Pension changes offer a golden opportunity for higher earners

Pension changes brought in at the Spring Budget now mean some higher earners can contribute up to £30,000 a year more tax efficiently into their pension.

Most people are aware that if you are working in the UK, you are likely to be building up a pension pot for later life. However, what isn’t always clear is that there are limits to the amount that you can contribute to a pension, tax efficiently each year. For most people who are working, the most that you can contribute is £40,000 per year, known as the annual allowance.

The annual allowance hasn’t always been the same. In fact, in 2010 it was £255,000, and was reduced to £50,000 for the 2011/12 tax year. In April 2014, the allowance was again reduced to £40,000, and it has remained at this level ever since.

However, once you are earning over a certain income, the annual allowance starts to reduce. In pensions jargon, that is what’s known as the tapered annual allowance.

The tapered annual allowance was introduced in April 2016, and subsequently reduced the amount that high earners could contribute tax efficiently to a pension. One of the groups that were most affected were NHS doctors, who as a result, started turning down additional work so that they wouldn’t be caught by the tapered annual allowance.
In March 2020, the government announced changes to the tapered allowance and to illustrate the changes we’ve considered an example.

In June 2019, Sarah was earning a salary of £200,000. The limit, at that time, where the tapered annual allowance came into effect was £150,000 – otherwise known as adjusted income. Adjusted income is defined as her total taxable income, plus any pension contributions made by her employer. What the tapered annual allowance meant for Sarah was that for every £2 of her adjusted income above £150,000, the annual amount that she could contribute tax efficiently to a pension, was reduced by £1. The result being that Sarah’s annual allowance of £40,000, was reduced by £25,000, meaning that she could only contribute £15,000 per year to her pension, without suffering a tax charge on the excess.

However, as a result of changes that took place in the Spring Budget, the adjusted income threshold has been increased to £240,000 from £150,000. What that means is that if Sarah is earning the same amount of income in June 2020, she will retain her full annual pension allowance of £40,000.

Instead of the tapered annual allowance taking effect at £150,000, it will now start to reduce for income above £240,000. That means that if she is earning £300,000, her annual allowance will only be £10,000.

The changes that have come into effect also state that if an individual’s adjusted income is £312,000 or above, the annual amount that they can contribute to a pension is limited to £4,000.

What do the changes mean?

Overall, these changes are very positive news to most high earners. The changes to the adjusted income threshold now mean that if your total taxable income plus employer pension contributions are between £150,000 and £240,000, you will be able to contribute up to £40,000 per annum to your pension, which means that you could be able to contribute up to £30,000 more into your pension than in the previous tax year.

The changes are also positive if you have adjusted income between £240,000 and £300,000. Again, under the previous restrictions if you were earning £210,000 or more you would only have been able to tax efficiently contribute £10,000 to your pension each year. Whilst the amount you can contribute to pension will be reduced by £1 for every £2 above the £240,000 threshold, you are likely to be able to contribute more to your pension than you used to.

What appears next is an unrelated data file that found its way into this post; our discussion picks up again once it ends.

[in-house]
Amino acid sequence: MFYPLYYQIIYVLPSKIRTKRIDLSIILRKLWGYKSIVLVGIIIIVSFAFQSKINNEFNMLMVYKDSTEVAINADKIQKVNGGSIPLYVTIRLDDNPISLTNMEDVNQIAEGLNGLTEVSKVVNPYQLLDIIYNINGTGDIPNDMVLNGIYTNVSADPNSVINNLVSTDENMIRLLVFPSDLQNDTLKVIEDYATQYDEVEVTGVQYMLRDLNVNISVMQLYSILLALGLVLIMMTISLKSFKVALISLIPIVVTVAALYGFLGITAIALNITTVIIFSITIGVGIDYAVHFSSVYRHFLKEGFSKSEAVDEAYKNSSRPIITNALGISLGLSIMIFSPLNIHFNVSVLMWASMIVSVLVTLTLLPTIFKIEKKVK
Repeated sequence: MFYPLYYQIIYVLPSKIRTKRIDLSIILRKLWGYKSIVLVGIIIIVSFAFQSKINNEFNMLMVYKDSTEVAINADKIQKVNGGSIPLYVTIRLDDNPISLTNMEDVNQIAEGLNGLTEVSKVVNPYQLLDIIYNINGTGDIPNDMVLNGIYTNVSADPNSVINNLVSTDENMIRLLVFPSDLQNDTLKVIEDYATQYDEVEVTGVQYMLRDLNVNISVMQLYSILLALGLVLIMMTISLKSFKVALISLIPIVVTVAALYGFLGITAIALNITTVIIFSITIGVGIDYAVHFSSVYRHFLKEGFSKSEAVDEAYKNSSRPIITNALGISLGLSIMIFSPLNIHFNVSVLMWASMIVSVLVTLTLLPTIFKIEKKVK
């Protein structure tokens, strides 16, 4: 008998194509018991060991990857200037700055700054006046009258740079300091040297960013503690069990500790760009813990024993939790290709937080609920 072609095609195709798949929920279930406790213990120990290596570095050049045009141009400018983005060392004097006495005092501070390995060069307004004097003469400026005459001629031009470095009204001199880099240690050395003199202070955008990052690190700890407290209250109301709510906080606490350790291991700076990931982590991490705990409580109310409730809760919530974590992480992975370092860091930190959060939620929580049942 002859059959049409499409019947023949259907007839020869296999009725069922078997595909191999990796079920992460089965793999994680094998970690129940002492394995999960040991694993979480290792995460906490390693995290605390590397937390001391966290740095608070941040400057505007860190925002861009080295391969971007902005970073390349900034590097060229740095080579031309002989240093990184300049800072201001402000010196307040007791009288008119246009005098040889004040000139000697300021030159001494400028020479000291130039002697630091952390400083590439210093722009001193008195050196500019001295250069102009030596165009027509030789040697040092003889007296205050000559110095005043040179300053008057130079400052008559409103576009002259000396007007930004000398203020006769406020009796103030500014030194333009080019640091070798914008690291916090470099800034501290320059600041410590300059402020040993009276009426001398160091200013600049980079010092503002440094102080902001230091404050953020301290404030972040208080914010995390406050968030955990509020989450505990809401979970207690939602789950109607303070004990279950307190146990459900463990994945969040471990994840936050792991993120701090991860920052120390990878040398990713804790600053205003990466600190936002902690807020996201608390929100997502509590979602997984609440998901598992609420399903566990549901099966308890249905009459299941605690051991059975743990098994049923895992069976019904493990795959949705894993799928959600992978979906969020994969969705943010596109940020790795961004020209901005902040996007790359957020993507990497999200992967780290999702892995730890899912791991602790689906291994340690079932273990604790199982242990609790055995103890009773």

Could now be a great time to act?

The latest changes to the amount you can contribute to a pension are a great incentive to building up a pension pot for your unknown future. Add to that are the whole range of benefits to contributing to a pension, such as tax relief on employee and employer (business owners) contributions, tax-free investment growth, and that pensions are normally outside of your estate for inheritance tax purposes.

What is more, investors have been more encouraged by the recent improvements in the global economy, with financial markets having improved since the significant falls that we experienced in March and April. The change to the amount that you can contribute to a pension, coupled with the improvement in financial markets, could represent a great time to top-up your pension contributions.

Should you act upon these changes?

Ultimately, choosing to contribute more towards your pension depends upon your personal circumstances. You may be in a position where contributing more to your pension is the last of your worries. After all, there remains a lot of uncertainty in the world.

However, if you’re a higher earner with some cash that you have been able to save during the current crisis, or you’re looking to grow your wealth for the long-term, changes to the amount that you can contribute to your pension could present the perfect financial planning opportunity.

If you would like to speak to one of our pensions experts about your own personal circumstances please get in touch.

We’re currently offering all of those with £100,000 or more in pensions, savings or investments the opportunity for a free retirement planning review worth up to £500. Click here to find out more or book your appointment today.

This article represents our understanding of HM Revenue & Customs practice as at 01/07/2020.

Past performance is no guarantee of future returns. The value of investments and the income from them can fall as well as rise, you may not get back what you originally invested.

The Financial Conduct Authority (FCA) do not regulate estate planning, tax or trust advice.